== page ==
TexasBred

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farmerjan":2g0u8bdq said:
Just a note, one of the other members reminded me that yeast doesn't change the PH but it does help to make the gut/rumen more bacteria friendly and creates better digestion. It is sodium bicarb that changes the PH and I meant to put in my post that yeast and sodium bicarb is added to many dairy rations to make the feed less acidic. Thanks TB for picking up on my goof.
That's not a goof....read enough of my posts and you'll see some real goofs. :lol2: :lol2:
 

kenny thomas

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farmerjan":1xli1i0e said:
Just a note, one of the other members reminded me that yeast doesn't change the PH but it does help to make the gut/rumen more bacteria friendly and creates better digestion. It is sodium bicarb that changes the PH and I meant to put in my post that yeast and sodium bicarb is added to many dairy rations to make the feed less acidic. Thanks TB for picking up on my goof.
Jan or TB, can yeast or bicarbonate be added to normal free choice minerals as a maintenance? Will it help grazing cattle?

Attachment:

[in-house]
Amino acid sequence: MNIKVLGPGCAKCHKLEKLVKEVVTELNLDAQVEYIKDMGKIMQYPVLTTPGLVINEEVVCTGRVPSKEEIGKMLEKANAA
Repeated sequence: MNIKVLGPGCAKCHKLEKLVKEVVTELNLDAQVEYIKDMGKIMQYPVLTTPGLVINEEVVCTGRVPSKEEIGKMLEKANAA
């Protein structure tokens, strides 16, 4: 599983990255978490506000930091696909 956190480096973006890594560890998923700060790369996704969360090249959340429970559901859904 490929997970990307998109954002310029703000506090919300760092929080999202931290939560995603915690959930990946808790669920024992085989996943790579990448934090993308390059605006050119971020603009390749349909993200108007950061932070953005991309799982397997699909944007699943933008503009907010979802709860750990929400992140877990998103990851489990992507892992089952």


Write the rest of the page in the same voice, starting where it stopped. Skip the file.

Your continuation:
TexasBred

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kenny thomas":4dfb25u4 said:
farmerjan":4dfb25u4 said:
Just a note, one of the other members reminded me that yeast doesn't change the PH but it does help to make the gut/rumen more bacteria friendly and creates better digestion. It is sodium bicarb that changes the PH and I meant to put in my post that yeast and sodium bicarb is added to many dairy rations to make the feed less acidic. Thanks TB for picking up on my goof.
Jan or TB, can yeast or bicarbonate be added to normal free choice minerals as a maintenance? Will it help grazing cattle?
Kenny it can be but not sure how effective it would be nor how cost effective it would be in a low consumption mineral. Yeast culture begins to deteriorate almost immediately once the bag is opened. it certainly can't hurt anything but as I said, not really convinced it would be cost effective. Beef cattle typically don't have problems with acidosis because very few of us feed that much real grain. (feedlots being the exception).